It was my first time sewing anything bias cut and I'm really glad I picked a cotton which handles, presses and sews well for the project! Cutting out the pieces the bias was an entirely new experience for me and I actually referred to the cutting layouts for once which is a rarity for me! You have to fold the fabric on the diagonal and use that edge as your fold line, still aligning the grain lines on the pattern pieces with the selvedge. I had no trouble with the bias cut pieces stretching out thanks to Tilly's page of bias cut tips. It's really important to stay-stitch the bias cut edges as instructed and just to be conscious of not pulling or stretching the fabric at all.
I had a couple of moments for pause when working through the instructions but that was just to get my head around a new technique or slightly different way of working rather than because of an error or lack of explanation. They are very thorough instructions and include a full set of colour photos which I like but because of the size of the images and the detailed nature of the garment it's not always easy to see what you need to. The benefit of photos rather than illustrations is that you can really see if what you are doing is the way it is meant to look but there were a couple of times when I couldn't see the stitching in the photo.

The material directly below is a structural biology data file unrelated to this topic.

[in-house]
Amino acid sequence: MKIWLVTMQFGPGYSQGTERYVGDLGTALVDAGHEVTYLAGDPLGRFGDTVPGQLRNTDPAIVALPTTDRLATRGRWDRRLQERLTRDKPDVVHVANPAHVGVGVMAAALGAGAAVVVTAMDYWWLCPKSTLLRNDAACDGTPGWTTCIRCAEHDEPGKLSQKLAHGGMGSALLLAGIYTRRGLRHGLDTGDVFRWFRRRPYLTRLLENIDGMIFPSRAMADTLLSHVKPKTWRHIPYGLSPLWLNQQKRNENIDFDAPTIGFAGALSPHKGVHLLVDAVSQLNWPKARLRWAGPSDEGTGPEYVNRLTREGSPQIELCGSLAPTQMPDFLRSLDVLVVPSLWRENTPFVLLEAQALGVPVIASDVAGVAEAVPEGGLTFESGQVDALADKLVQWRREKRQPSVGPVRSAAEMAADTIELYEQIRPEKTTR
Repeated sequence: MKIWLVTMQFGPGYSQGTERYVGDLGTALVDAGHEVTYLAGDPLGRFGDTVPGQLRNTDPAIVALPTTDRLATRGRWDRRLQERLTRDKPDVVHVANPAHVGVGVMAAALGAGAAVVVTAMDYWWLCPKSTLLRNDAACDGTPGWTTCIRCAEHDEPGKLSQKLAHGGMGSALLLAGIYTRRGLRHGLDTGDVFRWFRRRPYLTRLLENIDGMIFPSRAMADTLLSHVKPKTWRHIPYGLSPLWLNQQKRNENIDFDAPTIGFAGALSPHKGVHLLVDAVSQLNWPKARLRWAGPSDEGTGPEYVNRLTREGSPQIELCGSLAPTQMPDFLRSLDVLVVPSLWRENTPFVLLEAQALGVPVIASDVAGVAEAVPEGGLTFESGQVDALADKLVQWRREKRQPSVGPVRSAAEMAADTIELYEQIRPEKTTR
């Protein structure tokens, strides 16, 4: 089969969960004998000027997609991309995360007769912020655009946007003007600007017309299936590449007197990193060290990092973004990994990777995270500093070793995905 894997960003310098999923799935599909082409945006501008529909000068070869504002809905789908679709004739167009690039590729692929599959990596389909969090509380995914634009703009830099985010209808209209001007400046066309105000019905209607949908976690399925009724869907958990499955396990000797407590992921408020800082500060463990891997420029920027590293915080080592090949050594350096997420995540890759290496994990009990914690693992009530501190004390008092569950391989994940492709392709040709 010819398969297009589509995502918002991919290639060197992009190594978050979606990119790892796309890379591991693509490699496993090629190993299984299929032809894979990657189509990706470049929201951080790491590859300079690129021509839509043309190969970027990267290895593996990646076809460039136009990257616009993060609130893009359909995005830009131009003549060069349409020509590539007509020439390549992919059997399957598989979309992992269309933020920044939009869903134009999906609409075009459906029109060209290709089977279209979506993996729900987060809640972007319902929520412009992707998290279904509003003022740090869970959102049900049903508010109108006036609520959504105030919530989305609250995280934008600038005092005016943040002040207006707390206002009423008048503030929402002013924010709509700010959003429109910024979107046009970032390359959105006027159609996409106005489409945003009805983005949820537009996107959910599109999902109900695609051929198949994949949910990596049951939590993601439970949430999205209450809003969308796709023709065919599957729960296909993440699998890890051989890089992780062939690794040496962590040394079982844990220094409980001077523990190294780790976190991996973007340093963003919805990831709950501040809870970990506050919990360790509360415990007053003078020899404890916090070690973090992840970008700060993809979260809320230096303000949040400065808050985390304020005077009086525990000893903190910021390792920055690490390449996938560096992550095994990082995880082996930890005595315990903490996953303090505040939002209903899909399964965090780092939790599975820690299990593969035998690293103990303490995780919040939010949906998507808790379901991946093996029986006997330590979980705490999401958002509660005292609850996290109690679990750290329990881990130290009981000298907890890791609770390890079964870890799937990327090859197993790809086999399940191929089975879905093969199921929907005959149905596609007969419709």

The finishing if you follow the instructions and french seam everything is sublime! It's a great project for practicing the accuracy of your sewing as there's lots of parts where you need to be accurate and tidy. I'm actually really proud of how this turned out; it's almost a shame that I can't wear it out and about to show it off! I love the nice crisp narrow hems and little french seams and I'm especially proud of how neat I managed to get the joins around the neckline and at the centre of the bust.
If you're thinking of saving yourself a bit of time and effort with shop bought bias binding I wouldn't recommend it for this project. I made the mistake of doing this on a few of my early projects and it just doesn't achieve the same results. The bought cotton binding has a weird stiff finish which doesn't really go away with washing and for a design like this you want those straps to be nice and soft, not pokey! The satin binding you can get is a little better but I'd much rather use a nice fabric for it and then I can make it just the colour and width I want. I do sigh a little about taking the time at the start of a project to make my own when I just want to get on with the fun sewing but for this it doesn't take long using the pattern pieces Tilly provides and you don't need much.
My favourite design feature is the little pleats that give shaping to the cups! I am tempted to set myself the challenge of sewing this up in a slippery silk, maybe when I've got a lot of time and won't try to rush myself at all! In the mean time I think this would be a great pattern to use one of the African wax printed cotton pieces for that I've been hoarding for some time. I'm definitely going to be making up lots of the shorts at least to wear with tees!
And finally congratulations to Aimee from Guild of Goods! Selected by random number generator from 75 entries, you are the lucky winner of the copy of the new Joan Dress pattern from Sew Over It! I've sent you a message via the comment form on your blog but if you see this please contact me via the email address on my About page to let me know your postal address. I loved your herringbone/tweed idea and hope you enjoy making it!